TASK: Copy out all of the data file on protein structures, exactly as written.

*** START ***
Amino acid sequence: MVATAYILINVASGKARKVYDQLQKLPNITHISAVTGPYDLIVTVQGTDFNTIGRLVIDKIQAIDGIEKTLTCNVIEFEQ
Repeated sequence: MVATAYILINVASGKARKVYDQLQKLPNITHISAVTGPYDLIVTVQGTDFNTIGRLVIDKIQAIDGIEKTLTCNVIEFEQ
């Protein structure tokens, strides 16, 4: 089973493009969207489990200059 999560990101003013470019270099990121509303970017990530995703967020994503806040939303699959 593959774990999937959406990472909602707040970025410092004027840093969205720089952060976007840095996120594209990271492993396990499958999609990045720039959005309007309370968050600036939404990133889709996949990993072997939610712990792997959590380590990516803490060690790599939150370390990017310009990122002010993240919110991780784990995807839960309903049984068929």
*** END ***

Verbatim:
Amino acid sequence: MVATAYILINVASGKARKVYDQLQKLPNITHISAVTGPYDLIVTVQGTDFNTIGRLVIDKIQAIDGIEKTLTCNVIEFEQ
Repeated sequence: MVATAYILINVASGKARKVYDQLQKLPNITHISAVTGPYDLIVTVQGTDFNTIGRLVIDKIQAIDGIEKTLTCNVIEFEQ
């Protein structure tokens, strides 16, 4: 089973493009969207489990200059 999560990101003013470019270099990121509303970017990530995703967020994503806040939303699959 593959774990999937959406990472909602707040970025410092004027840093969205720089952060976007840095996120594209990271492993396990499958999609990045720039959005309007309370968050600036939404990133889709996949990993072997939610712990792997959590380590990516803490060690790599939150370390990017310009990122002010993240919110991780784990995807839960309903049984068929």